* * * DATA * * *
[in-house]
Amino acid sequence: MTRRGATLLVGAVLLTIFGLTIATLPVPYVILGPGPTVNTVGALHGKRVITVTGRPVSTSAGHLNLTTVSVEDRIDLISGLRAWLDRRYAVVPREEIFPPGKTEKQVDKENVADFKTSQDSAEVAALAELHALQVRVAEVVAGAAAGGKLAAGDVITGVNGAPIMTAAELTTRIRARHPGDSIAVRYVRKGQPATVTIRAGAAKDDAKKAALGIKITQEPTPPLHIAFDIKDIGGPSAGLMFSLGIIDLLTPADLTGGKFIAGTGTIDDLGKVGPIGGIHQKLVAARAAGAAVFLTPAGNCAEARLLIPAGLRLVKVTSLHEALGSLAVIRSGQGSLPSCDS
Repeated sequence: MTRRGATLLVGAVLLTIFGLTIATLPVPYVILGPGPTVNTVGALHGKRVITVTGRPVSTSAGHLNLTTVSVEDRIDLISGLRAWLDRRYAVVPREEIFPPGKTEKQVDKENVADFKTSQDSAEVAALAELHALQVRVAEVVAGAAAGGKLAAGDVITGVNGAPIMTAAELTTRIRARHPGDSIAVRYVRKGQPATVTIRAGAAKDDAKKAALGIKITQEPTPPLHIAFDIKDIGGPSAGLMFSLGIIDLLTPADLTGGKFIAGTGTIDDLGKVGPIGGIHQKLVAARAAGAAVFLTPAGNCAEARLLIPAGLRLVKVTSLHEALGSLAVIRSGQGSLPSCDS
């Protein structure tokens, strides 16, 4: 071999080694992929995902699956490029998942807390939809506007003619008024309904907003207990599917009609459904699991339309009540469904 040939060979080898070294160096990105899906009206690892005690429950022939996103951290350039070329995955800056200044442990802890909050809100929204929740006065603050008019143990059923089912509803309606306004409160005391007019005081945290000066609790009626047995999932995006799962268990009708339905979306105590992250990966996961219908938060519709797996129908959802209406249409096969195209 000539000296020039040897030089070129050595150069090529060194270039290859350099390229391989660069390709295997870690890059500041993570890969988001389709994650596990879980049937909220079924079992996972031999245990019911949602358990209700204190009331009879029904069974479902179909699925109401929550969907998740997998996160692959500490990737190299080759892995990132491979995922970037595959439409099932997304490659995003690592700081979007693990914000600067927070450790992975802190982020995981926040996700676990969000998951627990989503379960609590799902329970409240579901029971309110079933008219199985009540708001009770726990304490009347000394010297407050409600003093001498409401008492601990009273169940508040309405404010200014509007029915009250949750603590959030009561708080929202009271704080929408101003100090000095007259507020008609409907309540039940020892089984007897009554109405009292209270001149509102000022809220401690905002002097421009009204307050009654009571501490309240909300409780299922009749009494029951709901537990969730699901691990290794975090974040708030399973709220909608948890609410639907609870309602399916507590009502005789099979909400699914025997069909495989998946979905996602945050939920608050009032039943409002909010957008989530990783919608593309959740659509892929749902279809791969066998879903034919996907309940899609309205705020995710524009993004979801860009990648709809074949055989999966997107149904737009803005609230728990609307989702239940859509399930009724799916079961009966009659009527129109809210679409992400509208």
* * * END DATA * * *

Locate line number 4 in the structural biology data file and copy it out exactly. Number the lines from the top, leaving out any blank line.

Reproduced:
């Protein structure tokens, strides 16, 4: 071999080694992929995902699956490029998942807390939809506007003619008024309904907003207990599917009609459904699991339309009540469904 040939060979080898070294160096990105899906009206690892005690429950022939996103951290350039070329995955800056200044442990802890909050809100929204929740006065603050008019143990059923089912509803309606306004409160005391007019005081945290000066609790009626047995999932995006799962268990009708339905979306105590992250990966996961219908938060519709797996129908959802209406249409096969195209 000539000296020039040897030089070129050595150069090529060194270039290859350099390229391989660069390709295997870690890059500041993570890969988001389709994650596990879980049937909220079924079992996972031999245990019911949602358990209700204190009331009879029904069974479902179909699925109401929550969907998740997998996160692959500490990737190299080759892995990132491979995922970037595959439409099932997304490659995003690592700081979007693990914000600067927070450790992975802190982020995981926040996700676990969000998951627990989503379960609590799902329970409240579901029971309110079933008219199985009540708001009770726990304490009347000394010297407050409600003093001498409401008492601990009273169940508040309405404010200014509007029915009250949750603590959030009561708080929202009271704080929408101003100090000095007259507020008609409907309540039940020892089984007897009554109405009292209270001149509102000022809220401690905002002097421009009204307050009654009571501490309240909300409780299922009749009494029951709901537990969730699901691990290794975090974040708030399973709220909608948890609410639907609870309602399916507590009502005789099979909400699914025997069909495989998946979905996602945050939920608050009032039943409002909010957008989530990783919608593309959740659509892929749902279809791969066998879903034919996907309940899609309205705020995710524009993004979801860009990648709809074949055989999966997107149904737009803005609230728990609307989702239940859509399930009724799916079961009966009659009527129109809210679409992400509208």